Two Jokes and a Song for Scotland

Scottish FlagIn Amadeus, Mozart tells Emperor Joseph, “I’m a vulgar man…” Well, I’m not a vulgar man. At least I don’t think I am. Instead, I am a silly man. I delight in pretty much the same things I delighted in at five. And although I flatter myself that I have a sophisticated sense of humor, most of my writing is much more silly than clever. In fact, last night on the Colbert Report, the segment on Prince Hawkcat made me gasp for air because it was so funny.

This is why I bring you what many probably consider silly jokes. And given that today the Scots are voting on independence, I thought I would offer up a Scottish joke or two. But before that, let me just go on record about this vote. I really wish the independence movement had worked out their currency issue. It is certainly the case that we now know that countries need their own currencies so they can weather the various financial crises that will be brought on by the dark forces of the Power Elite. But overall, I think they ought to go for it. And they should blame it on Margaret Thatcher. And embarrassing David Cameron is a big boost.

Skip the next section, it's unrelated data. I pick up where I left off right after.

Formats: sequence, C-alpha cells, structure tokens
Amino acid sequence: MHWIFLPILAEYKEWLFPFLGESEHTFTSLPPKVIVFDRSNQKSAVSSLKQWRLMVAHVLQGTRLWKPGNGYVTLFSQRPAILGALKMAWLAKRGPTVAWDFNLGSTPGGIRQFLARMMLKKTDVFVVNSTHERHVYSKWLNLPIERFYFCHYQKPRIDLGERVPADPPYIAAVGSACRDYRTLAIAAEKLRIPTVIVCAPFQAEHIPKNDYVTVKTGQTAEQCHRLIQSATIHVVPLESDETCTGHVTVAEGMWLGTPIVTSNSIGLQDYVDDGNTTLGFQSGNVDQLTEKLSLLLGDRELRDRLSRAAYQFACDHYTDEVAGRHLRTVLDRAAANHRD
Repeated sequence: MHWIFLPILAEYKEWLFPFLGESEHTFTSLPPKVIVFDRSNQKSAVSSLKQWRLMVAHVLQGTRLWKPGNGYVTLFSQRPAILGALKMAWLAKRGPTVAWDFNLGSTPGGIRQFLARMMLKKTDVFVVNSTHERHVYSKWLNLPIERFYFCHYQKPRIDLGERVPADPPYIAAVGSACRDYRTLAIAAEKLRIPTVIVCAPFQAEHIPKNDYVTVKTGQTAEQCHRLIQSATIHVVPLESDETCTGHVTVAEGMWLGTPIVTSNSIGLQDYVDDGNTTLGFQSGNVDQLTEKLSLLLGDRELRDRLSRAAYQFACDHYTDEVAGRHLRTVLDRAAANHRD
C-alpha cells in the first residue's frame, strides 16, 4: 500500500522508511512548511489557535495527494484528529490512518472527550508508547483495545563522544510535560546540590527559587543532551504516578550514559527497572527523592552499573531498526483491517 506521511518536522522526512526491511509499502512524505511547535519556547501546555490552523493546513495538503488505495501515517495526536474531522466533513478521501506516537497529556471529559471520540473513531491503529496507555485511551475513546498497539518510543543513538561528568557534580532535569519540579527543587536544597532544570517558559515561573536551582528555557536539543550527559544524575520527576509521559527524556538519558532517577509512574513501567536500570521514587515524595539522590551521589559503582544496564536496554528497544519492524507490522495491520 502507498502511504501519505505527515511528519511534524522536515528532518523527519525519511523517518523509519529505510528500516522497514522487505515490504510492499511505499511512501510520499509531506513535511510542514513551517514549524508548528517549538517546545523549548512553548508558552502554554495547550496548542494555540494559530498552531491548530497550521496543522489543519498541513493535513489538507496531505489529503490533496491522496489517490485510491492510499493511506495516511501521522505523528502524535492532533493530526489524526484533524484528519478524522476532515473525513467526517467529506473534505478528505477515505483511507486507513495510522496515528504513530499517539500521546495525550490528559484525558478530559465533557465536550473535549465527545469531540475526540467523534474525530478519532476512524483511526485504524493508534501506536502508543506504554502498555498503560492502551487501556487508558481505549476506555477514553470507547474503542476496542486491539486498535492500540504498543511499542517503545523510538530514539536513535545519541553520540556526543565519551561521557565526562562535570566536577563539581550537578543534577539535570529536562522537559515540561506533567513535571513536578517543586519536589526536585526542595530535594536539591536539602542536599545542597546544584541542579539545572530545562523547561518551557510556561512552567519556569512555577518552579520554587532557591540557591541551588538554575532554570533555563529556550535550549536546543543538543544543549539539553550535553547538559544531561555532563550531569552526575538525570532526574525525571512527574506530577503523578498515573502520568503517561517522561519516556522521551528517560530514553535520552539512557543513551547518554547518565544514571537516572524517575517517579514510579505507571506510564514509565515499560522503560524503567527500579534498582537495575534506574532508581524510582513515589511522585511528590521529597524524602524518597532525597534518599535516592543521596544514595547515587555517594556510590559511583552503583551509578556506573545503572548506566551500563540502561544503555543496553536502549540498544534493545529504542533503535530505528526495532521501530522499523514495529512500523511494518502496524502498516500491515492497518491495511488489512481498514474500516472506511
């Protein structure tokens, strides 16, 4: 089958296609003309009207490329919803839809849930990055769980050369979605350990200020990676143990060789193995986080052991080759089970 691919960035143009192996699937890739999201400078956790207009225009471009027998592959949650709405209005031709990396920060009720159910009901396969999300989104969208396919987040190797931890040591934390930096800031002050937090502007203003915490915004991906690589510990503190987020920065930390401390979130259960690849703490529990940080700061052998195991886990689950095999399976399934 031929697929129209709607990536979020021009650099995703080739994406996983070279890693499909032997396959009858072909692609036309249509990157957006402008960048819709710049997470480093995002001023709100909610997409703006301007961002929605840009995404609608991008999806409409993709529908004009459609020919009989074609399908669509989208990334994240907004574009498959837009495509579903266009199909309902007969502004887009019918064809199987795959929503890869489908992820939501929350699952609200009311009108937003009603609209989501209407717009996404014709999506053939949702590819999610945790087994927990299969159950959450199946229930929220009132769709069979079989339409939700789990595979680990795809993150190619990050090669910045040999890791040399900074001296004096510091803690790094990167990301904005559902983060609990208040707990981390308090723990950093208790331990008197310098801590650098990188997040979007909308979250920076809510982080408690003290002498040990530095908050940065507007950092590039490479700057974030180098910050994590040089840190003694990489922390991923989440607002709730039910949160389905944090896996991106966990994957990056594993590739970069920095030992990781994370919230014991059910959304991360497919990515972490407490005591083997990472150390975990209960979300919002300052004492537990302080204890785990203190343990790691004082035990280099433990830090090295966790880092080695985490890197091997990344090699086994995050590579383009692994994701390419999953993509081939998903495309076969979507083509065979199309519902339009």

What’s more, Roy Edroso makes a great argument for being in favor of Scottish independence: the people who are against it are such wankers like David Frum. Of course, if I had to bet, I’d say that it will not pass. I heard that in the lead up to our own Revolutionary War, only about a third of the country was in favor of independence. So it is a tough sell. But we’ll know soon enough.

In the mean time, here is a very silly joke by keta, posted over on alicublog (lightly edited for language):